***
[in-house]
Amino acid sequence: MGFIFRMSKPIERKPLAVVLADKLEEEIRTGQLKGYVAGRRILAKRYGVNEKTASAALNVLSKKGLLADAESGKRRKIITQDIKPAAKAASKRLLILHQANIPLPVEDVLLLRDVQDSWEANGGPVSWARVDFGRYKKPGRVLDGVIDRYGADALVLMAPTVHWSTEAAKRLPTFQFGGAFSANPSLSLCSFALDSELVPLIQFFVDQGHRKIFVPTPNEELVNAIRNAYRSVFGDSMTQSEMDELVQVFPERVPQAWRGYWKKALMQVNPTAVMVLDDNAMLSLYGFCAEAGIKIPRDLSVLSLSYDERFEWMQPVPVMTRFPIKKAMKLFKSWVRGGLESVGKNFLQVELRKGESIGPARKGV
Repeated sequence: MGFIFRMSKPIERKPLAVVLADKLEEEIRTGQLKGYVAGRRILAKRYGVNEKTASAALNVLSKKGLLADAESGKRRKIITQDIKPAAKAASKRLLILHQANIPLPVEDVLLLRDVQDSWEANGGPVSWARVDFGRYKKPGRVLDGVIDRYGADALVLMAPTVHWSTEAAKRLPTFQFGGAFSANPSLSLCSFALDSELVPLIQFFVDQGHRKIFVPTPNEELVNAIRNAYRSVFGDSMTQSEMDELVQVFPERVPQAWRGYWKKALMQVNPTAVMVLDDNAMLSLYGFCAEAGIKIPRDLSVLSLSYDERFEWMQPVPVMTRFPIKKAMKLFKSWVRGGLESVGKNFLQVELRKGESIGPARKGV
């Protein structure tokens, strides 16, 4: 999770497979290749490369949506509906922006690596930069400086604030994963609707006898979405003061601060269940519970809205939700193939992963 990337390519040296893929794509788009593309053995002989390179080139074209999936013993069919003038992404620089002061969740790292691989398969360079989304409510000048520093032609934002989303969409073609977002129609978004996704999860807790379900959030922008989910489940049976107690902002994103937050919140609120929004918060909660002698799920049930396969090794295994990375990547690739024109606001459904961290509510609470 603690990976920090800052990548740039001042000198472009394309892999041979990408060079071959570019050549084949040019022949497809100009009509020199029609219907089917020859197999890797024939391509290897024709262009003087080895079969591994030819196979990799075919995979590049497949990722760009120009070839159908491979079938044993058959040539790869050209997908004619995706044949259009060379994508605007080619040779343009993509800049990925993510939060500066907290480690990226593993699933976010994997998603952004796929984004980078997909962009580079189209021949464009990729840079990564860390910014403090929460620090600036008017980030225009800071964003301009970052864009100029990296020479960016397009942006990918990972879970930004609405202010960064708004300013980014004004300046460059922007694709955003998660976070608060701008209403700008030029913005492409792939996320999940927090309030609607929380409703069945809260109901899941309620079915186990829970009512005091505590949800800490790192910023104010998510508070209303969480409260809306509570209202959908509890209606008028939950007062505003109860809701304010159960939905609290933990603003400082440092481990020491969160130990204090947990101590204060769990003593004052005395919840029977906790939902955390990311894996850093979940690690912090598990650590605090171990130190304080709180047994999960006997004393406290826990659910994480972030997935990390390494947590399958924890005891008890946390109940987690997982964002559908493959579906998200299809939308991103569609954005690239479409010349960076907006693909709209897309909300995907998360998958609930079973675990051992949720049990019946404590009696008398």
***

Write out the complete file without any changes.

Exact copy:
[in-house]
Amino acid sequence: MGFIFRMSKPIERKPLAVVLADKLEEEIRTGQLKGYVAGRRILAKRYGVNEKTASAALNVLSKKGLLADAESGKRRKIITQDIKPAAKAASKRLLILHQANIPLPVEDVLLLRDVQDSWEANGGPVSWARVDFGRYKKPGRVLDGVIDRYGADALVLMAPTVHWSTEAAKRLPTFQFGGAFSANPSLSLCSFALDSELVPLIQFFVDQGHRKIFVPTPNEELVNAIRNAYRSVFGDSMTQSEMDELVQVFPERVPQAWRGYWKKALMQVNPTAVMVLDDNAMLSLYGFCAEAGIKIPRDLSVLSLSYDERFEWMQPVPVMTRFPIKKAMKLFKSWVRGGLESVGKNFLQVELRKGESIGPARKGV
Repeated sequence: MGFIFRMSKPIERKPLAVVLADKLEEEIRTGQLKGYVAGRRILAKRYGVNEKTASAALNVLSKKGLLADAESGKRRKIITQDIKPAAKAASKRLLILHQANIPLPVEDVLLLRDVQDSWEANGGPVSWARVDFGRYKKPGRVLDGVIDRYGADALVLMAPTVHWSTEAAKRLPTFQFGGAFSANPSLSLCSFALDSELVPLIQFFVDQGHRKIFVPTPNEELVNAIRNAYRSVFGDSMTQSEMDELVQVFPERVPQAWRGYWKKALMQVNPTAVMVLDDNAMLSLYGFCAEAGIKIPRDLSVLSLSYDERFEWMQPVPVMTRFPIKKAMKLFKSWVRGGLESVGKNFLQVELRKGESIGPARKGV
């Protein structure tokens, strides 16, 4: 999770497979290749490369949506509906922006690596930069400086604030994963609707006898979405003061601060269940519970809205939700193939992963 990337390519040296893929794509788009593309053995002989390179080139074209999936013993069919003038992404620089002061969740790292691989398969360079989304409510000048520093032609934002989303969409073609977002129609978004996704999860807790379900959030922008989910489940049976107690902002994103937050919140609120929004918060909660002698799920049930396969090794295994990375990547690739024109606001459904961290509510609470 603690990976920090800052990548740039001042000198472009394309892999041979990408060079071959570019050549084949040019022949497809100009009509020199029609219907089917020859197999890797024939391509290897024709262009003087080895079969591994030819196979990799075919995979590049497949990722760009120009070839159908491979079938044993058959040539790869050209997908004619995706044949259009060379994508605007080619040779343009993509800049990925993510939060500066907290480690990226593993699933976010994997998603952004796929984004980078997909962009580079189209021949464009990729840079990564860390910014403090929460620090600036008017980030225009800071964003301009970052864009100029990296020479960016397009942006990918990972879970930004609405202010960064708004300013980014004004300046460059922007694709955003998660976070608060701008209403700008030029913005492409792939996320999940927090309030609607929380409703069945809260109901899941309620079915186990829970009512005091505590949800800490790192910023104010998510508070209303969480409260809306509570209202959908509890209606008028939950007062505003109860809701304010159960939905609290933990603003400082440092481990020491969160130990204090947990101590204060769990003593004052005395919840029977906790939902955390990311894996850093979940690690912090598990650590605090171990130190304080709180047994999960006997004393406290826990659910994480972030997935990390390494947590399958924890005891008890946390109940987690997982964002559908493959579906998200299809939308991103569609954005690239479409010349960076907006693909709209897309909300995907998360998958609930079973675990051992949720049990019946404590009696008398």